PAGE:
Normally, the conversion from RAW to JPG (usually done by software in the camera before the image is stored) generally simply involves dropping of the least significant bits. So in my camera, the JPG conversion simply drops the last 6 bits and just stores the first 8. It's like calculating an interest payment at a bank for $123.456789 and rounding it to $123.46 (who does get to keep that fractional penny anyway?) ;) Those extra 6 bits can come in quite handy sometimes though. Let's say you are out shooting photos of birds in flight (I do this reasonably regularly) but it is a bit of an overcast day and the light is just not great. To not get a blurry photo of a bird moving its wings (they do this a lot while flying) you select a very short shutter speed (say 1/1000 second). This results in an acceptably sharp image but one that is underexposed say a stop or two. To "brighten" a digital image is nothing more than simple math--something like multiplying all the pixel values by 2 to double the brightness of the image (a bit of a simplification but good enough for this). To double a binary number is as simple as multiplying a decimal number by 10--you simply add a 0 to the end:

 

01100101 (101 in decimal)

11001010 (202 in decimal--really too many Dalmations at this point) :P

 

The crux of the issue is that when you multiply numbers by 2 you only get even numbers (odds are not possible)--you are missing some granularity at this point. Now lets take a really underexposed image where you need to multiply the values by 4 to get the image properly exposed. Instead of having the possibility of the initial values of 0, 1, 2, 3, 4, 5, 6, 7...254, 255, you are now restricted to the values 0, 4, 8, 12, 16, 20,24...248, 252. This lack of possible values shows up visually as image processing "artifacts" which may show up as noise or something called color banding where there just aren't enough possible colors to make a smooth transition in something like a clear blue sky.

 

How do RAW images help in cases like this? It's actually pretty simple. We got in trouble above trying to change brightness in a JPG image because we lost those least significant bits. By keeping all 14 bits per color channel available in the RAW file (and not truncating to 8 bits as required by JPG), we have that extra information to use. When we multiply by 4 (worst case from above) we no longer have to insert two zeros on the right but we can use the values of those "extra" bits that the ADC was nice enough to measure and the RAW format was nice enough store. By having this extra information, image post-processing software can make use of it to allow the photographer to correct for improper exposures or (more usually) compress a higher dynamic range (the range from the darkest to lightest areas on an image) to make it more pleasing to the eye. When I don't wish to explain in detail (though, as you see, I'm quite easily provoked), I usually just tell folks that JPG images are "brittle" and will "break" (look ugly) if you push them too much in post-processing software. RAW images on the other hand are very malleable and can hold up to quite a bit of "digital darkroom" work with software and (if done correctly) not look like it's had any work done at all.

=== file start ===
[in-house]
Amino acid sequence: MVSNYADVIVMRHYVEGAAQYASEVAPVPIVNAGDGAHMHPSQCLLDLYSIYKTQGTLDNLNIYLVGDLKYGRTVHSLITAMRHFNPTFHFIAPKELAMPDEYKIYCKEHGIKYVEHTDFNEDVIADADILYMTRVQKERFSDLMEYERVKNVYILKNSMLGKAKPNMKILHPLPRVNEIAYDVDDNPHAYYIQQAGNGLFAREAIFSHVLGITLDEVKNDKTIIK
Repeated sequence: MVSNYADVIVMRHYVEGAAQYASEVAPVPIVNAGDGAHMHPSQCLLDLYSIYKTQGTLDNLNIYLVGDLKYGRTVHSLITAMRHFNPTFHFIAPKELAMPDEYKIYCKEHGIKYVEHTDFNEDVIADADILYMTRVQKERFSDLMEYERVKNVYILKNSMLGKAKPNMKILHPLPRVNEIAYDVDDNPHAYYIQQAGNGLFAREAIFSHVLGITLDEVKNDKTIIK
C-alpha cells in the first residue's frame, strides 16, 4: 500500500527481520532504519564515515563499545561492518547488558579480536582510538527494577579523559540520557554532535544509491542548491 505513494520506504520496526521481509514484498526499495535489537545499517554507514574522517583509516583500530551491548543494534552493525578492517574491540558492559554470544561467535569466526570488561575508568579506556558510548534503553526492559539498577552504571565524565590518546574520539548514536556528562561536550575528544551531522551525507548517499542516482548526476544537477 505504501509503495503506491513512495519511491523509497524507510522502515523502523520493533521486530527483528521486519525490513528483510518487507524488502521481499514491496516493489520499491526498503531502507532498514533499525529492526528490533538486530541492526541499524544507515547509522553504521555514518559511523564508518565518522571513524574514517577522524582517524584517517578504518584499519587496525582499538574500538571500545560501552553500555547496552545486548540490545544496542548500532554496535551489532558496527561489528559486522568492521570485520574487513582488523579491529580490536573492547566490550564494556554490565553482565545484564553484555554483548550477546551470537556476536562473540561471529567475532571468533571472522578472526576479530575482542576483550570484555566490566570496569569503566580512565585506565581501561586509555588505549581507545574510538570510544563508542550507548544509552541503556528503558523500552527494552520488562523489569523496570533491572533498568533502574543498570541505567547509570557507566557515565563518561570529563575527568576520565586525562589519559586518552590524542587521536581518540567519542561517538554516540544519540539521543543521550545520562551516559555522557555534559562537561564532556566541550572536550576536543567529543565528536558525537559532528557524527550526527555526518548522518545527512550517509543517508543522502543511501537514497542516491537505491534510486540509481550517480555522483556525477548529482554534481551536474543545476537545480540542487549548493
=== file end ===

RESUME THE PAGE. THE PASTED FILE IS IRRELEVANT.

Again, I'm eager to see what astrophotography software might help to reveal in Mazon Creek concretions. An increase in contrast is likely what will be needed to attempt to bring out the maddeningly subtle Rorschach-test fossils within Mazon Creek concretions. That is not difficult to do in standard post-processing software (Photoshop and similar) with some nice RAW images as input. I wonder of astrophotography software might have some additional tools to aid in the cause.

 

 

Cheers.

 

-Ken

 

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bigred97

@Calico Jack and @digit Thanks so much for the info! Really quite fascinating. It would be amazing if some of the techniques employed to photograph distant galaxies would be useful in photographing Mazon Creek fossils!

 

I have an app on my iPhone called Camera+ 2. It has a macro mode which I was experimenting with to take close up photos. But I noticed it also has a RAW mode and I didn't realize what that was. I think I'll have to give that a try with my new Xenvo macro lens. I never thought I would be learning so much about photography when I picked up this new hobby, but Mazon Creek never ceases to amaze!  :D